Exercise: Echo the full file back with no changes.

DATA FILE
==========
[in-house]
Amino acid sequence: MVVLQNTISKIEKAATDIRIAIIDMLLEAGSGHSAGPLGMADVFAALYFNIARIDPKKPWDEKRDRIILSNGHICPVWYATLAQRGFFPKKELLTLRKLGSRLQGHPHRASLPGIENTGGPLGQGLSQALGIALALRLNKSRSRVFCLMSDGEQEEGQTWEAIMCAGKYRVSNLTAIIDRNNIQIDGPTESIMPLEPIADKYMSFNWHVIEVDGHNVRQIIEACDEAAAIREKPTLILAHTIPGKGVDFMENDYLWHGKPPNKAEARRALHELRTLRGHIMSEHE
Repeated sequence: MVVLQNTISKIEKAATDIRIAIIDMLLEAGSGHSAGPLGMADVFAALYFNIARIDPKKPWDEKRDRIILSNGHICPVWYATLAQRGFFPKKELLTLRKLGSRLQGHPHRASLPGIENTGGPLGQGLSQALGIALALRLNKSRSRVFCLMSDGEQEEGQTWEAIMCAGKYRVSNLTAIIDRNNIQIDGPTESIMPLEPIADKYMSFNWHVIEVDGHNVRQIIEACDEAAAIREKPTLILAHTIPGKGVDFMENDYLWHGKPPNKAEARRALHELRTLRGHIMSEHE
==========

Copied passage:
[in-house]
Amino acid sequence: MVVLQNTISKIEKAATDIRIAIIDMLLEAGSGHSAGPLGMADVFAALYFNIARIDPKKPWDEKRDRIILSNGHICPVWYATLAQRGFFPKKELLTLRKLGSRLQGHPHRASLPGIENTGGPLGQGLSQALGIALALRLNKSRSRVFCLMSDGEQEEGQTWEAIMCAGKYRVSNLTAIIDRNNIQIDGPTESIMPLEPIADKYMSFNWHVIEVDGHNVRQIIEACDEAAAIREKPTLILAHTIPGKGVDFMENDYLWHGKPPNKAEARRALHELRTLRGHIMSEHE
Repeated sequence: MVVLQNTISKIEKAATDIRIAIIDMLLEAGSGHSAGPLGMADVFAALYFNIARIDPKKPWDEKRDRIILSNGHICPVWYATLAQRGFFPKKELLTLRKLGSRLQGHPHRASLPGIENTGGPLGQGLSQALGIALALRLNKSRSRVFCLMSDGEQEEGQTWEAIMCAGKYRVSNLTAIIDRNNIQIDGPTESIMPLEPIADKYMSFNWHVIEVDGHNVRQIIEACDEAAAIREKPTLILAHTIPGKGVDFMENDYLWHGKPPNKAEARRALHELRTLRGHIMSEHE